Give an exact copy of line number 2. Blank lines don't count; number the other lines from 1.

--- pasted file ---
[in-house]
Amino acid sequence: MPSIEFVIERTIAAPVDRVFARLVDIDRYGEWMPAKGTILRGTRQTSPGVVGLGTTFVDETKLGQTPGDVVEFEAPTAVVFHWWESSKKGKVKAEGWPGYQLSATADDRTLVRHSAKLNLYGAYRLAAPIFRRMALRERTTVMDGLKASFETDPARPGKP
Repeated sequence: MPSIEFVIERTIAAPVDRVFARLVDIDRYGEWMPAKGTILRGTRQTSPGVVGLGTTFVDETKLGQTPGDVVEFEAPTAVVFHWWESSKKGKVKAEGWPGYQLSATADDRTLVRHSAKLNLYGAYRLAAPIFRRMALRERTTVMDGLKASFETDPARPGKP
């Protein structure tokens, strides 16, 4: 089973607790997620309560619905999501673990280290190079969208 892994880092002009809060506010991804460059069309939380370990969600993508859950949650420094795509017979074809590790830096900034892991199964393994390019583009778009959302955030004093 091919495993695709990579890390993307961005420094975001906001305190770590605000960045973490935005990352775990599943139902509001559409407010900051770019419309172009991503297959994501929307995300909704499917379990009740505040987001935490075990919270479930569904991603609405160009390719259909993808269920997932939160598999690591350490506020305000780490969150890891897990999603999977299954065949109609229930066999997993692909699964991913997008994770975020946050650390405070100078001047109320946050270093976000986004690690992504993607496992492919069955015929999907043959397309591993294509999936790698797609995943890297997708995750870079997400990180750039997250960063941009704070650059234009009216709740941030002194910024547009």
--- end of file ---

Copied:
Amino acid sequence: MPSIEFVIERTIAAPVDRVFARLVDIDRYGEWMPAKGTILRGTRQTSPGVVGLGTTFVDETKLGQTPGDVVEFEAPTAVVFHWWESSKKGKVKAEGWPGYQLSATADDRTLVRHSAKLNLYGAYRLAAPIFRRMALRERTTVMDGLKASFETDPARPGKP